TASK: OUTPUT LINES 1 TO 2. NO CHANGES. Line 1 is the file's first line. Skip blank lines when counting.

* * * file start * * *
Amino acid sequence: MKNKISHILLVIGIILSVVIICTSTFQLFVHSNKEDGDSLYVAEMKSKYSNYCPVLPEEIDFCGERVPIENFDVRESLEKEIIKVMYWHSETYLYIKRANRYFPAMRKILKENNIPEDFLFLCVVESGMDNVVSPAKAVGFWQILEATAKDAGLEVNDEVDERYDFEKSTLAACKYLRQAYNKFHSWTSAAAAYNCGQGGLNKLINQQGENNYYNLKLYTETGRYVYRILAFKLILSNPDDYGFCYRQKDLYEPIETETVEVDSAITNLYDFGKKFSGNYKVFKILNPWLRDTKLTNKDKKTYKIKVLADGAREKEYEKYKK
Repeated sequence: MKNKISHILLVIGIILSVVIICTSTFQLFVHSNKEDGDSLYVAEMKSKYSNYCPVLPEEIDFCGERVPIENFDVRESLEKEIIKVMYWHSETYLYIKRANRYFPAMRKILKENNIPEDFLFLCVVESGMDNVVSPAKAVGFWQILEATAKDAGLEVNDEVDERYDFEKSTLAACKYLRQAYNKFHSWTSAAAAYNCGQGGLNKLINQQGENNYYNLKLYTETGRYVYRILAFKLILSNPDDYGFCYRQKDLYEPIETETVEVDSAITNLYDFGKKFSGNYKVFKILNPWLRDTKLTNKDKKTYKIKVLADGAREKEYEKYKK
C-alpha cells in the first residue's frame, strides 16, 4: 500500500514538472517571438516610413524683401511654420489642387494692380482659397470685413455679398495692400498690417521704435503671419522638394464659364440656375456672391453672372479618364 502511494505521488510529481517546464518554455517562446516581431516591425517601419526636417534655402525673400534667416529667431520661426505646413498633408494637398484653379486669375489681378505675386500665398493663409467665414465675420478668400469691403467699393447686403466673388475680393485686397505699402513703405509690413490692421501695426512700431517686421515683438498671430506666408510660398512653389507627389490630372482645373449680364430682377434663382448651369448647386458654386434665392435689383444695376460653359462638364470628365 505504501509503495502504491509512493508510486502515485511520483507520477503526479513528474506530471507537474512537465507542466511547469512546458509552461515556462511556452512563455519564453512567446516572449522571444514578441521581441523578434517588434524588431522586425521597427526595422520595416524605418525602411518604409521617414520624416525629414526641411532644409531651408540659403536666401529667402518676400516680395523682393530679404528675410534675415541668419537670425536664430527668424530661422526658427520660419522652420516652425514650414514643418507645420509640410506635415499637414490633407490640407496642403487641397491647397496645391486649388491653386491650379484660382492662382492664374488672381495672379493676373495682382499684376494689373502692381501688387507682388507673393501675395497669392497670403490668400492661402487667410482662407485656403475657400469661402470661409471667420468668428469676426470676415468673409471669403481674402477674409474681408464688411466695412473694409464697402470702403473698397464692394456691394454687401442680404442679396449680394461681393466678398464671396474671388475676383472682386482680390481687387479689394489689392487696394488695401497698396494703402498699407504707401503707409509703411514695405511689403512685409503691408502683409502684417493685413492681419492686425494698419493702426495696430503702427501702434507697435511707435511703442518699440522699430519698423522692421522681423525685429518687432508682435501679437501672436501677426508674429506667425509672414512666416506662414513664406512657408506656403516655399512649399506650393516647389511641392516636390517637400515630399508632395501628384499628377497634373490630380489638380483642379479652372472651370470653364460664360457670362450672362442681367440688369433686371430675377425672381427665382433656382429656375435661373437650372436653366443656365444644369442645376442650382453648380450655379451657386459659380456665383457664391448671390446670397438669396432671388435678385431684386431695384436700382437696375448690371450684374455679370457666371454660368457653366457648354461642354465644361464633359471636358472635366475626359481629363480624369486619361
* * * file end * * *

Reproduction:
Amino acid sequence: MKNKISHILLVIGIILSVVIICTSTFQLFVHSNKEDGDSLYVAEMKSKYSNYCPVLPEEIDFCGERVPIENFDVRESLEKEIIKVMYWHSETYLYIKRANRYFPAMRKILKENNIPEDFLFLCVVESGMDNVVSPAKAVGFWQILEATAKDAGLEVNDEVDERYDFEKSTLAACKYLRQAYNKFHSWTSAAAAYNCGQGGLNKLINQQGENNYYNLKLYTETGRYVYRILAFKLILSNPDDYGFCYRQKDLYEPIETETVEVDSAITNLYDFGKKFSGNYKVFKILNPWLRDTKLTNKDKKTYKIKVLADGAREKEYEKYKK
Repeated sequence: MKNKISHILLVIGIILSVVIICTSTFQLFVHSNKEDGDSLYVAEMKSKYSNYCPVLPEEIDFCGERVPIENFDVRESLEKEIIKVMYWHSETYLYIKRANRYFPAMRKILKENNIPEDFLFLCVVESGMDNVVSPAKAVGFWQILEATAKDAGLEVNDEVDERYDFEKSTLAACKYLRQAYNKFHSWTSAAAAYNCGQGGLNKLINQQGENNYYNLKLYTETGRYVYRILAFKLILSNPDDYGFCYRQKDLYEPIETETVEVDSAITNLYDFGKKFSGNYKVFKILNPWLRDTKLTNKDKKTYKIKVLADGAREKEYEKYKK